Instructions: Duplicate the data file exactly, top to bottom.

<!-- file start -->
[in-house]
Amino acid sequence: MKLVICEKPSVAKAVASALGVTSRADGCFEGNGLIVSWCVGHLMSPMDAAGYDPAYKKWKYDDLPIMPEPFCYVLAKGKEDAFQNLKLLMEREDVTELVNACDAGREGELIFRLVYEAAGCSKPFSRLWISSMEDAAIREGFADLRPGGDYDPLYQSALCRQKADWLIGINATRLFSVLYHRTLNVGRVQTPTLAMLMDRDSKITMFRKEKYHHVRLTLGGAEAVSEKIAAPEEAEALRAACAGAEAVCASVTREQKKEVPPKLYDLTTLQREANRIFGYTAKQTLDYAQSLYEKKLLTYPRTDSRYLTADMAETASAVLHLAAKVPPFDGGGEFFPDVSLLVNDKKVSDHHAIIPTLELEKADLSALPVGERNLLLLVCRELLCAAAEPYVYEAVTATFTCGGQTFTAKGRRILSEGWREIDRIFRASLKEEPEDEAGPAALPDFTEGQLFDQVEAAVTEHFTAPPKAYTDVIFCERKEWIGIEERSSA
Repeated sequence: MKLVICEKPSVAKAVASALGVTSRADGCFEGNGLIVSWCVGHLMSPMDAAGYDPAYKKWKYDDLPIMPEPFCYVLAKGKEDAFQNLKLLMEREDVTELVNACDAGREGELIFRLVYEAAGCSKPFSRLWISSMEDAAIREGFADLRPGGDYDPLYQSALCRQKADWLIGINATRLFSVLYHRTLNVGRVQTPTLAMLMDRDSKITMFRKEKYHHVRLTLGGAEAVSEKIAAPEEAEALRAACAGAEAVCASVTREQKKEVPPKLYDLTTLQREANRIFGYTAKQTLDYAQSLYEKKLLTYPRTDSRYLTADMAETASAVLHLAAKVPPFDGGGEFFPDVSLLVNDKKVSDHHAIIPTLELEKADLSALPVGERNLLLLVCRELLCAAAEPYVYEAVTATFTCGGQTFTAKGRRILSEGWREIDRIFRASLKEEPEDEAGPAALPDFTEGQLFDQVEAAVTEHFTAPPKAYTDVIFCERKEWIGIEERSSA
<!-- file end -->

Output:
[in-house]
Amino acid sequence: MKLVICEKPSVAKAVASALGVTSRADGCFEGNGLIVSWCVGHLMSPMDAAGYDPAYKKWKYDDLPIMPEPFCYVLAKGKEDAFQNLKLLMEREDVTELVNACDAGREGELIFRLVYEAAGCSKPFSRLWISSMEDAAIREGFADLRPGGDYDPLYQSALCRQKADWLIGINATRLFSVLYHRTLNVGRVQTPTLAMLMDRDSKITMFRKEKYHHVRLTLGGAEAVSEKIAAPEEAEALRAACAGAEAVCASVTREQKKEVPPKLYDLTTLQREANRIFGYTAKQTLDYAQSLYEKKLLTYPRTDSRYLTADMAETASAVLHLAAKVPPFDGGGEFFPDVSLLVNDKKVSDHHAIIPTLELEKADLSALPVGERNLLLLVCRELLCAAAEPYVYEAVTATFTCGGQTFTAKGRRILSEGWREIDRIFRASLKEEPEDEAGPAALPDFTEGQLFDQVEAAVTEHFTAPPKAYTDVIFCERKEWIGIEERSSA
Repeated sequence: MKLVICEKPSVAKAVASALGVTSRADGCFEGNGLIVSWCVGHLMSPMDAAGYDPAYKKWKYDDLPIMPEPFCYVLAKGKEDAFQNLKLLMEREDVTELVNACDAGREGELIFRLVYEAAGCSKPFSRLWISSMEDAAIREGFADLRPGGDYDPLYQSALCRQKADWLIGINATRLFSVLYHRTLNVGRVQTPTLAMLMDRDSKITMFRKEKYHHVRLTLGGAEAVSEKIAAPEEAEALRAACAGAEAVCASVTREQKKEVPPKLYDLTTLQREANRIFGYTAKQTLDYAQSLYEKKLLTYPRTDSRYLTADMAETASAVLHLAAKVPPFDGGGEFFPDVSLLVNDKKVSDHHAIIPTLELEKADLSALPVGERNLLLLVCRELLCAAAEPYVYEAVTATFTCGGQTFTAKGRRILSEGWREIDRIFRASLKEEPEDEAGPAALPDFTEGQLFDQVEAAVTEHFTAPPKAYTDVIFCERKEWIGIEERSSA